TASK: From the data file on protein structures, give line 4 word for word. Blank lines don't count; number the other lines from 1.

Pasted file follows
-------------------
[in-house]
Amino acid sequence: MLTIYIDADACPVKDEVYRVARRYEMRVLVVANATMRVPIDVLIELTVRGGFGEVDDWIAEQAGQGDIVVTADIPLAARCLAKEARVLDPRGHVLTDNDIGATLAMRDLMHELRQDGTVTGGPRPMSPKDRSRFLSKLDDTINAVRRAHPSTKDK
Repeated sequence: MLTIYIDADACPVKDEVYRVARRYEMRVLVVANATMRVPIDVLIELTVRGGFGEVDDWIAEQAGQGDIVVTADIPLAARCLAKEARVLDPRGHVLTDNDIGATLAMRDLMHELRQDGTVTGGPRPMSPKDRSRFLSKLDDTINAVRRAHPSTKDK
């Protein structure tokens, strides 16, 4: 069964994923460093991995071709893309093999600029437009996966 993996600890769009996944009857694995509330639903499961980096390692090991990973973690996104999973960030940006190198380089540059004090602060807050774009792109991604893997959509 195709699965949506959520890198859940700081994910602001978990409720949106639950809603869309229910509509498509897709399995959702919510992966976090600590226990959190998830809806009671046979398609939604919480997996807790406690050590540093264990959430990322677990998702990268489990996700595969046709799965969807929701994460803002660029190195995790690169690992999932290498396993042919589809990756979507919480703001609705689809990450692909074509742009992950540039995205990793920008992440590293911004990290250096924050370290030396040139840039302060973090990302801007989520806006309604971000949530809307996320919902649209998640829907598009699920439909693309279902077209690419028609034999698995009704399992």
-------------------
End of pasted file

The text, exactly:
């Protein structure tokens, strides 16, 4: 069964994923460093991995071709893309093999600029437009996966 993996600890769009996944009857694995509330639903499961980096390692090991990973973690996104999973960030940006190198380089540059004090602060807050774009792109991604893997959509 195709699965949506959520890198859940700081994910602001978990409720949106639950809603869309229910509509498509897709399995959702919510992966976090600590226990959190998830809806009671046979398609939604919480997996807790406690050590540093264990959430990322677990998702990268489990996700595969046709799965969807929701994460803002660029190195995790690169690992999932290498396993042919589809990756979507919480703001609705689809990450692909074509742009992950540039995205990793920008992440590293911004990290250096924050370290030396040139840039302060973090990302801007989520806006309604971000949530809307996320919902649209998640829907598009699920439909693309279902077209690419028609034999698995009704399992």